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The Struggle is Real - and That's a Good Thing!

Updated: Dec 6, 2019

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How many children when they are learning to first walk, stand up and walk across the room without falling down? None…. How many children recite the A, B, C’s the very first time without practice and repetition? None…. The point is the human brain is designed to grow and learn. But you can’t grow and learn without practice. And sometimes practice means struggle. Learning to walk usually means holding someone’s hand when you first get started and inevitably it means falling down. No eight-month old announces to their parents, “I just can’t walk. I’m not smart when it comes to walking.” No toddler says after a few attempts, “I’m no good at the alphabet. I can’t do it.” They practice, they learn the abc song and before you know it, they have it down.

When it comes to math though, some elementary, and middle school students have given up and don’t realize that their brain was made for struggle and learning. Researchers have discovered that our brains are similar to muscles and that intelligence can actually be changed. Body builders know that if they push their physical abilities and do exercises that are a struggle, the muscles grow and come back stronger. The brain, while not actually a muscle, is similar. Neural pathways are built and strengthened by struggle, practice, and trying more complex problems. Scientists have discovered that making mistakes and practicing new skills actually builds up your brain and “make you smarter.”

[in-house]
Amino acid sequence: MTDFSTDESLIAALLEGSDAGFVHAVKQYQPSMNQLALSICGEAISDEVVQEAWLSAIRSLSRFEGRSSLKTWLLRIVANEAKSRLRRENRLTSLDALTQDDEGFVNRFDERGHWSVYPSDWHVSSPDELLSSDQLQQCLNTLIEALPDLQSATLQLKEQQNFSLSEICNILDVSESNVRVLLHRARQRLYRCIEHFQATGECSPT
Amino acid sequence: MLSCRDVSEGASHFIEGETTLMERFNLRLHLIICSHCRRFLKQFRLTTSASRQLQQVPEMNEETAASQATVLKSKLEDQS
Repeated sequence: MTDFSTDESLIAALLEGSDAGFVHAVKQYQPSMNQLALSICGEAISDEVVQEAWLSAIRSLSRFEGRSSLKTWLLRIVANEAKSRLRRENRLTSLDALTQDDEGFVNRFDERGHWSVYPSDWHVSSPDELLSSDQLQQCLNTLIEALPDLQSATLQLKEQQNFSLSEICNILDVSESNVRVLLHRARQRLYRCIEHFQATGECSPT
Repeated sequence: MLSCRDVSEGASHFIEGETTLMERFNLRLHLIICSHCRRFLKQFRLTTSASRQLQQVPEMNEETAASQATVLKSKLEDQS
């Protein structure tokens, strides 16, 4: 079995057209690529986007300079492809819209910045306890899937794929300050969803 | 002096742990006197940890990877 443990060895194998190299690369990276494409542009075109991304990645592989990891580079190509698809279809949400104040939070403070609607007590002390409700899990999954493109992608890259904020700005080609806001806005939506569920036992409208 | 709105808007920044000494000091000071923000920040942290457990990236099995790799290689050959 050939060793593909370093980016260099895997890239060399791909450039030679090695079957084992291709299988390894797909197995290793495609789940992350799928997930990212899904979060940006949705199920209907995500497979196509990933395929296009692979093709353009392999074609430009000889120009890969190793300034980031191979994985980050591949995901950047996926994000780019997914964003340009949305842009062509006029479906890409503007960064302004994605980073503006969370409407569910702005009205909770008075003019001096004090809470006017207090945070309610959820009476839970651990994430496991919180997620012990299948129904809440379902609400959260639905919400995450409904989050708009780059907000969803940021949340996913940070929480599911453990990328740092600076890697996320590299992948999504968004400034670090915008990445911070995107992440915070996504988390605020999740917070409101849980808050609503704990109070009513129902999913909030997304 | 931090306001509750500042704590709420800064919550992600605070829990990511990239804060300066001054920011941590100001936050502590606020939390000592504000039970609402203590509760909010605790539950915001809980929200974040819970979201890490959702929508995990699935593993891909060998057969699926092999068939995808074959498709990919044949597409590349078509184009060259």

The bottom line is that the more you use your brain, the stronger it gets. So, the next time you or your child struggles with a math problem, this should be reason to celebrate. It’s an opportunity to embrace struggle, and know that this is when your brain is growing the most. Review a problem you missed on homework or on a test, reread the lesson, watch a video, ask a friend or a teacher for help and find out what you did wrong. Then when you see a similar problem the next time, you can practice what you’ve learned and before you know it, you will have mastered that skill. That’s how our brains work!

Take a moment and check out this brief video on Youtube by Sal Khan, “You Can Learn Anything,” . Better yet, watch it with your student and you will both feel encouraged the next time homework is a struggle.

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